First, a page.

Friday, February 24, 2023

RonnieAdventure #0557 - Texas 2023 Part III, Houston to Corpus Christi

The large Viet-Nam Buddhist Center in Sugar Land (Texas) is an amazing place to visit. There are numerous buildings, statues, gardens, and water features throughout the complex. Information provided indicates that education is stressed at the Center and classes are offered in both English and Vietnamese. I was surprised to learn that the Center's officers donate their time and do not receive any compensation for their work. It is too bad that it was an overcast day because the picture colors are somewhat distorted.

The focal point of the entire complex is a 72-foot-tall statue of Quan Am, a revered bodhisattva (one who seeks awakening) known in Vietnam as the Goddess of Compassion. Not counting the base, it is one of the tallest free-standing statue in the United States. 

After leaving the Quan Am statue, a red bridge crosses over a pond leading to a Prayer Hall. Along the way there are beautiful flowering trees on both sided of the walkway. 

Also in Sugar Land, at Veterans Memorial Park there is a "Flag Panel" and a "Remembrance Tower." A placard sates:
The experience is established by two major architectural components set in juxtaposition - one celebratory, the other contemplative. The power of the monument, its ability to evoke a meaningful and touching effect on its visitors, both Veterans and their supporters, is driven by the strong contrast between these two ideas.

Located on a nearby hill is an eagle statue and a quote by Dwight D. Eisenhower.  I am not sure why there is an alligator by the lake.

On the way to Corpus Christi I stopped by what was described to be an "oil tank house."  On the web it states that the bowl-shaped house was "built out of what appears to be the lower half of a huge, gray, spherical oil tank. " Probably not a real great bottom floor.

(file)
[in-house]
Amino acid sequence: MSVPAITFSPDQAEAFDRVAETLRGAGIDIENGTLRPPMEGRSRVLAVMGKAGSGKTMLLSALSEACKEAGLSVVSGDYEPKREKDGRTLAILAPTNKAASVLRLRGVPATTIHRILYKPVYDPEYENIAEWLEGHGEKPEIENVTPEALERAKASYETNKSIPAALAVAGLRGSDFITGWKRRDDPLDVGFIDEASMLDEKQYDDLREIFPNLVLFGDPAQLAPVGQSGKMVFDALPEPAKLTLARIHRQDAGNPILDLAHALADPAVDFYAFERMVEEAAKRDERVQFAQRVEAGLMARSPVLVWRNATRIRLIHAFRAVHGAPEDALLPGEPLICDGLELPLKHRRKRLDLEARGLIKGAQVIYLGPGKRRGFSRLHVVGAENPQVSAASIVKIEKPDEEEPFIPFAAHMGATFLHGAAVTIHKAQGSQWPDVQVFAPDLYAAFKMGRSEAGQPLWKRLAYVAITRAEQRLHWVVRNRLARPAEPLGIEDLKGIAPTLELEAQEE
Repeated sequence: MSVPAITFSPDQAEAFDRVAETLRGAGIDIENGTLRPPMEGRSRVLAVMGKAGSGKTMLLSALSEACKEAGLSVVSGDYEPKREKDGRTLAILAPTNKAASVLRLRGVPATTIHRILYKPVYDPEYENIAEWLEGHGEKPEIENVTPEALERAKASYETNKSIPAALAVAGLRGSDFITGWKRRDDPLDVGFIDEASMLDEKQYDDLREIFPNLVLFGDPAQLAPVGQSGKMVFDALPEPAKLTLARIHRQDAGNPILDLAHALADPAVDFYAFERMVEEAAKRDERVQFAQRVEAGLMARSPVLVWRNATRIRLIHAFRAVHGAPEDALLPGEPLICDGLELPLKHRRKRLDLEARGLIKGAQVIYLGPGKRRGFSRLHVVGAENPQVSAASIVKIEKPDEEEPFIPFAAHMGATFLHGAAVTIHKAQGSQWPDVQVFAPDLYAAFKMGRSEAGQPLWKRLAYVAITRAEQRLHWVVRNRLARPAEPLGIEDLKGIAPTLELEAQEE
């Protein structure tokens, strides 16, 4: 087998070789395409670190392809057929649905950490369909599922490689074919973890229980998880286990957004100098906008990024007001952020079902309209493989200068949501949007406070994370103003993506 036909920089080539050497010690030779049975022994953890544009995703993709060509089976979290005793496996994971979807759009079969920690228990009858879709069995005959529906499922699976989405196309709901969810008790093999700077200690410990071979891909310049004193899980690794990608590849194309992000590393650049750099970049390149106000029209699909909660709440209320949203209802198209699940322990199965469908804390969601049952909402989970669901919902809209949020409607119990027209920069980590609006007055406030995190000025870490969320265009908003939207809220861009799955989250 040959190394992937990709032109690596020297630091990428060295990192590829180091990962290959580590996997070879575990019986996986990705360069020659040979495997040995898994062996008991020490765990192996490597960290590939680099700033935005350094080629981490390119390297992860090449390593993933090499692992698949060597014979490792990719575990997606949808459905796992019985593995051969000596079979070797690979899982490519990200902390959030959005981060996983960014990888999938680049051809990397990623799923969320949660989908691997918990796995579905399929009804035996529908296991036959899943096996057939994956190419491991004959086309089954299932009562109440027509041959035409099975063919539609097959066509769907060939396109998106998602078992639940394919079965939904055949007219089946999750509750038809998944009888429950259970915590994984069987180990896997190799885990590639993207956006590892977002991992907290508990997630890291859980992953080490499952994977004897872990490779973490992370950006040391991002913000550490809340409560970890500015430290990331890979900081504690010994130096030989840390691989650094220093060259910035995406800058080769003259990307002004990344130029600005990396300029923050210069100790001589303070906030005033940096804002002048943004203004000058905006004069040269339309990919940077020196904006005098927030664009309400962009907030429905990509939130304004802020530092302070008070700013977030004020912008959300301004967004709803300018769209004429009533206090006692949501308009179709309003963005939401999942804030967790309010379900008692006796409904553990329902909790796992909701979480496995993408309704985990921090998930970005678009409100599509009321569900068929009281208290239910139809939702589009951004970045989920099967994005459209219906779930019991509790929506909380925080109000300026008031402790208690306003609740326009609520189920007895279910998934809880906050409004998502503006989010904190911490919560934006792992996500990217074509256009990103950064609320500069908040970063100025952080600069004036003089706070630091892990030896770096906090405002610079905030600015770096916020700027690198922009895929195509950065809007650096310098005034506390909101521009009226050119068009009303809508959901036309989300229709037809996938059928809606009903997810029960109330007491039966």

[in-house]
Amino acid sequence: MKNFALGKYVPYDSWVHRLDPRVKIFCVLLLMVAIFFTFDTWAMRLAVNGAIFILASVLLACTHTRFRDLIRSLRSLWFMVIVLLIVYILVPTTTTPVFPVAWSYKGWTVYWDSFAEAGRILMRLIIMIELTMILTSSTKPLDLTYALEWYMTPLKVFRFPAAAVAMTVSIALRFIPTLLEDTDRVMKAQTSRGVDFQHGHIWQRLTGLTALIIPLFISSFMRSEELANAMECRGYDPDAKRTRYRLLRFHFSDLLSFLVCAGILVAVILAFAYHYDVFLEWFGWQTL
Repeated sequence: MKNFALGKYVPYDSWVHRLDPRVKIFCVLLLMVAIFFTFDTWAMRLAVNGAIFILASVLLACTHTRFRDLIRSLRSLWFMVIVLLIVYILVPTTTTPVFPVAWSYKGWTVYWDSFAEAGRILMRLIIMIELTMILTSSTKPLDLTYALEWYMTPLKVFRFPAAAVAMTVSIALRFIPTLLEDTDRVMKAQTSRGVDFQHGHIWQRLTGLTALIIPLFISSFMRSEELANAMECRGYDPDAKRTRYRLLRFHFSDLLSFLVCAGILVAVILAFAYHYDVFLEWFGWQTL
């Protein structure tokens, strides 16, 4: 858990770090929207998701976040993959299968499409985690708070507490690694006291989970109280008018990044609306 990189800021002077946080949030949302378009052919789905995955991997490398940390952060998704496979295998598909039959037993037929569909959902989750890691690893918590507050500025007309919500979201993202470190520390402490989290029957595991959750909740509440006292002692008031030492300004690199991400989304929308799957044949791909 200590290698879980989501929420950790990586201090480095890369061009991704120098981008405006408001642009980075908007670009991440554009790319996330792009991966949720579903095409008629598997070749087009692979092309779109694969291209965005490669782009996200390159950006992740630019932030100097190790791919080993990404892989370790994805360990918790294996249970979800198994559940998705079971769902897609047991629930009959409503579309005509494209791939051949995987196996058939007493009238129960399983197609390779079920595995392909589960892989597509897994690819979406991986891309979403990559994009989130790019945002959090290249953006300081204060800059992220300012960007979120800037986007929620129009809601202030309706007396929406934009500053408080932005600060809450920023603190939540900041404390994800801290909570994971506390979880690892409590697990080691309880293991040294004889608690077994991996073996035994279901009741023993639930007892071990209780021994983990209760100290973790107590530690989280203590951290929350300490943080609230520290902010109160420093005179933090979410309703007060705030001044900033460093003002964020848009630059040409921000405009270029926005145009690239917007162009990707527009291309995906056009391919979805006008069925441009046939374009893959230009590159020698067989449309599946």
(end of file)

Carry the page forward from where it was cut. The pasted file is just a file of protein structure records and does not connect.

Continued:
When I arrived in Lake Jackson (population 28,177), I could not decide if I should go This Way or That Way, so I went the Center Way. 

In Angleton (population 19,429), my GPS unit could not locate the large statue of Stephen F. Austin, so I stopped by the old courthouse that was being remodeled for a museum. People in the building were very helpful and game me a map of the area. Apparently, my GPS unit confused Highway 288 with Highway 288 Business.

The Matagorda County Courthouse in Bay City (population 18,061) had an unusual design for Texas, but there was a typical war memorial statue in front of the building.

As I was driving down Highway 35, I happened to notice the name of a small community when I entered the town. Blessing (population 861) seemed like such a great town name that I turned around and went back so that I could take a picture of the sign. 

The Beach Hotel in Port Lavaca (population 12,248) was constructed in 1904 and at the time of construction it was the tallest building in town. Tourist from San Antonio often rode special excursion trains to Port Lavaca to stay in the hotel and enjoy the many recreational opportunities along the coast. The town's historic dance hall is located directly across the street from the hotel. For a town with many historic buildings, the Calhoun County Courthouse is a fairly modern design. 

I wanted to get a picture of "The Big Tree" at Goose Island State Park, but it was so cold and windy that I did not want to get out of the car. Finally, I convinced myself to leave the car heater on full blast, jump out of the car, run across the parking lot, take a few pictures of the tree, and then run back to the warm car. After taking a few picture of the tree I started to run back to the car when I noticed a sign pointing a different direction to "The Big Tree." Bummer! I zipped up my jacket and followed the signs to "The Big Tree." I actually liked the first tree better. The official "Big Tree" did not even have a nice canopy.

The official "Big Tree."